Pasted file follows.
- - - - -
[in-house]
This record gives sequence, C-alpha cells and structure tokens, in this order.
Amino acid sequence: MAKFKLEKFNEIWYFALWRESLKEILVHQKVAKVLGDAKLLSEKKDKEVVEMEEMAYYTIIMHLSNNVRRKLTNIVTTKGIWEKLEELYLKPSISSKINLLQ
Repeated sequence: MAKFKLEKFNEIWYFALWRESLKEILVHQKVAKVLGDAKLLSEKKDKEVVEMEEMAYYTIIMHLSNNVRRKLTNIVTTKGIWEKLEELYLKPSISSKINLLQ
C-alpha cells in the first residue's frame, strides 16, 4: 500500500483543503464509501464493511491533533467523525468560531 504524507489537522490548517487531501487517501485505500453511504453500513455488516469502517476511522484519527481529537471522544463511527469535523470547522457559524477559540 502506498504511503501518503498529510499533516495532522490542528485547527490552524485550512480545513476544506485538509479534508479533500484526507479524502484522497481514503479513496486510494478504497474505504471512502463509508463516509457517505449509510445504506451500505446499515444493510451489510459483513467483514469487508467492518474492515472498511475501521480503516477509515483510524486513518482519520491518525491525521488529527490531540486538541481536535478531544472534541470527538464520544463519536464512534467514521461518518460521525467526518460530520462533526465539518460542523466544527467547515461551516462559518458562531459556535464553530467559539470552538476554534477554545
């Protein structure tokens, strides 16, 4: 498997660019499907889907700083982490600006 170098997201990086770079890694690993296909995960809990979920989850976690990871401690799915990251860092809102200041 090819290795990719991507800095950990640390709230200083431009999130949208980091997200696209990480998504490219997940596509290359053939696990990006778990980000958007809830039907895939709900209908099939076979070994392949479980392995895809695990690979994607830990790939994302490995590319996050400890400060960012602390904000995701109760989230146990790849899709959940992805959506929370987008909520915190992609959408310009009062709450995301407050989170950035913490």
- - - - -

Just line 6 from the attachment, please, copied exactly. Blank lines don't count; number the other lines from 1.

């Protein structure tokens, strides 16, 4: 498997660019499907889907700083982490600006 170098997201990086770079890694690993296909995960809990979920989850976690990871401690799915990251860092809102200041 090819290795990719991507800095950990640390709230200083431009999130949208980091997200696209990480998504490219997940596509290359053939696990990006778990980000958007809830039907895939709900209908099939076979070994392949479980392995895809695990690979994607830990790939994302490995590319996050400890400060960012602390904000995701109760989230146990790849899709959940992805959506929370987008909520915190992609959408310009009062709450995301407050989170950035913490």